NSW Attorney-General Mark Speakman paid tribute to the Jewish community on Tuesday as the state government’s new incitement legislation passed the Legislative Assembly.
The AJN reported on June 8 that under the new legislation, which will replace the ineffective Section 20D of the Anti-Discrimination Act, individuals who incite or threaten violence against the Jewish community could be jailed for up to three years.
With the support of Labor, the new legislation, which will create a new offence in the Crimes Act of publicly threatening or inciting violence on grounds of race, religious affiliation, sexual orientation, gender identity, intersex or HIV/AIDS status, was expected to sail through the Legislative Council on Wednesday afternoon.
“The laws will help protect individuals and groups from being targeted by cowards who seek to cause physical harm to innocent people,” Speakman told The AJN.
“A very clear message has been sent to offenders. We will not tolerate behaviour which risks people’s safety simply because they belong to a particular group.”
He added, “I want to thank the Jewish community in particular for its vigorous advocacy for these laws.
“The community’s leadership in helping to make this reform a reality has helped to strengthen the law and support people to go about their lives without fearing for their safety just because of who they are or what they believe.”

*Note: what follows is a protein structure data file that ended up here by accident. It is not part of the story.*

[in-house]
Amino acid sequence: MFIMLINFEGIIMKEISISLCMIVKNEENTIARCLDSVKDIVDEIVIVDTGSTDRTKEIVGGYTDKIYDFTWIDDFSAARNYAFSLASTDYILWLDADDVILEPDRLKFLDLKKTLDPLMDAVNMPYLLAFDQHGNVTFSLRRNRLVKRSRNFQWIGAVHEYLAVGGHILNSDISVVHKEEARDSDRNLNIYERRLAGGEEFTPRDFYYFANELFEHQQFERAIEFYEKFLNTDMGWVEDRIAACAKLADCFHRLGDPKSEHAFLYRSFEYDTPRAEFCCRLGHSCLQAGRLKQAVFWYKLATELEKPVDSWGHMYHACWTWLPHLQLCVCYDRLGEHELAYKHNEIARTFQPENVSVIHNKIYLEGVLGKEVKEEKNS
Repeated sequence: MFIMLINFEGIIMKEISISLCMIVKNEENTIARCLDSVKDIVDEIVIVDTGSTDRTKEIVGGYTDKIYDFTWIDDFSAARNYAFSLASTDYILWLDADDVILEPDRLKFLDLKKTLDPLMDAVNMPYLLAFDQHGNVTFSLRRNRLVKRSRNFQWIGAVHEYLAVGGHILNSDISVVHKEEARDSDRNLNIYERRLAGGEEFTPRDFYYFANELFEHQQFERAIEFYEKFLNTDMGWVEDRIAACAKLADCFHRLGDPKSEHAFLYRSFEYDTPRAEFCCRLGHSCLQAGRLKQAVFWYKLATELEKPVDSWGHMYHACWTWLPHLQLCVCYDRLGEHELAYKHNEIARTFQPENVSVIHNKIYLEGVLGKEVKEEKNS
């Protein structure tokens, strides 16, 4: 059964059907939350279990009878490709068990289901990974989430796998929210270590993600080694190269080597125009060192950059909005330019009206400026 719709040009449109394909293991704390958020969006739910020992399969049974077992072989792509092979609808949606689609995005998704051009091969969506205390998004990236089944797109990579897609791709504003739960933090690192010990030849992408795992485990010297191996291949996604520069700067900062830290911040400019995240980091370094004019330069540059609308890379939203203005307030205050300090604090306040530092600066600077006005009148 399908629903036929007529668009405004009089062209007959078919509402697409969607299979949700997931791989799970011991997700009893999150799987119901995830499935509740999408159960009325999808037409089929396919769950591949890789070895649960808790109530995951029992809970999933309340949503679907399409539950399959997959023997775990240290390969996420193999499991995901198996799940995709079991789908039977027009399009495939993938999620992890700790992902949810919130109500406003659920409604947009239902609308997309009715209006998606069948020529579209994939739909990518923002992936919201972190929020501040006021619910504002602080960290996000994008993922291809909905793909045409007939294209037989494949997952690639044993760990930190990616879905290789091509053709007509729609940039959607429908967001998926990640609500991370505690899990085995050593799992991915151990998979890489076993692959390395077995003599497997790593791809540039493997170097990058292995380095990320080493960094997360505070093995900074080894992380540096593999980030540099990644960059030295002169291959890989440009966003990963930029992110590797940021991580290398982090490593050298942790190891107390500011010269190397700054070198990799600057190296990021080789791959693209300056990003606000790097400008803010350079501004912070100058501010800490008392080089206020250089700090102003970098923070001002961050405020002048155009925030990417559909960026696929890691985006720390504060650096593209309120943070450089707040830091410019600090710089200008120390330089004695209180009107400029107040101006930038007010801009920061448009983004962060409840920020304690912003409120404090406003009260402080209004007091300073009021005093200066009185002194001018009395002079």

NSW Jewish Board of Deputies CEO Vic Alhadeff, who campaigned tirelessly for the new laws as spokesperson for the Keep NSW Safe Coalition – which represented the concerns of 21 different communities – said it was very gratifying to see the legislation attract multi-party support.
“Full credit [goes] to the government for drawing an important line in the sand and making it clear incitement to violence will not be tolerated, and to Labor and the minor parties for supporting it. This is a great day for the people of NSW,” he said.
Many of the speakers acknowledged Alhadeff’s contribution during the debate in the Legislative Council on Tuesday.
Davidson MP Jonathan O’Dea, whose electorate has a large Jewish population, highlighted the case of Hizb ut-Tahrir spiritual leader Ismail al-Wahwah, who in 2015 called on people to “rid” the world of the Jewish “hidden evil” and declared “the ember of jihad against the Jews will continue to burn”.
“This law should capture such incidents and make it easier to prosecute and convict the deliverer of that message,” O’Dea said.